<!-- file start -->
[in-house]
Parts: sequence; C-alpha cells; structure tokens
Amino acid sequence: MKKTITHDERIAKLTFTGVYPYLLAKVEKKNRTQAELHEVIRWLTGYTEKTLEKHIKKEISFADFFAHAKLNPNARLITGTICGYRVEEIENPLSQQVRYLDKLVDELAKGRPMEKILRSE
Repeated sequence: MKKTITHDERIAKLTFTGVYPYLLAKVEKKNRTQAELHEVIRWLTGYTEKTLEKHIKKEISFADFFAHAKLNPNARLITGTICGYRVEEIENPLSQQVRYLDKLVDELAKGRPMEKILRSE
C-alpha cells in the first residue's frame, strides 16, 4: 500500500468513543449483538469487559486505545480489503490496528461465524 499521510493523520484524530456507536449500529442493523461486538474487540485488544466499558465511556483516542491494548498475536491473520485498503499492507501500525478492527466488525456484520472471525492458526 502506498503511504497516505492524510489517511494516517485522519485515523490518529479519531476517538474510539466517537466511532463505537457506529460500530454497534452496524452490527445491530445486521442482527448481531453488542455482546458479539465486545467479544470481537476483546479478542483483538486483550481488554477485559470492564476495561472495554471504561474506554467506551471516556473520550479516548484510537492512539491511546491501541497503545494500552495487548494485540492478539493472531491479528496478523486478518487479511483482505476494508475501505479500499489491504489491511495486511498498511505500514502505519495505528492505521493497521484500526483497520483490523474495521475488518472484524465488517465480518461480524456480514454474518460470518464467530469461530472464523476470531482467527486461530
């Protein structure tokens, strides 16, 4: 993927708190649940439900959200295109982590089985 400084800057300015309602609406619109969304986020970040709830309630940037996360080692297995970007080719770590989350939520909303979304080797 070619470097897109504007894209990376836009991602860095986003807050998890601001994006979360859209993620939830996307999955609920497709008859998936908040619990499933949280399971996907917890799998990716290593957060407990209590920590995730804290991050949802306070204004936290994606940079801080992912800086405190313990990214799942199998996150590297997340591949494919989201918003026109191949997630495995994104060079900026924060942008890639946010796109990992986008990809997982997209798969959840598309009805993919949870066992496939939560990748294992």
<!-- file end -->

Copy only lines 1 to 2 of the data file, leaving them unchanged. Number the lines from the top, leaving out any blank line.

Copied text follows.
[in-house]
Parts: sequence; C-alpha cells; structure tokens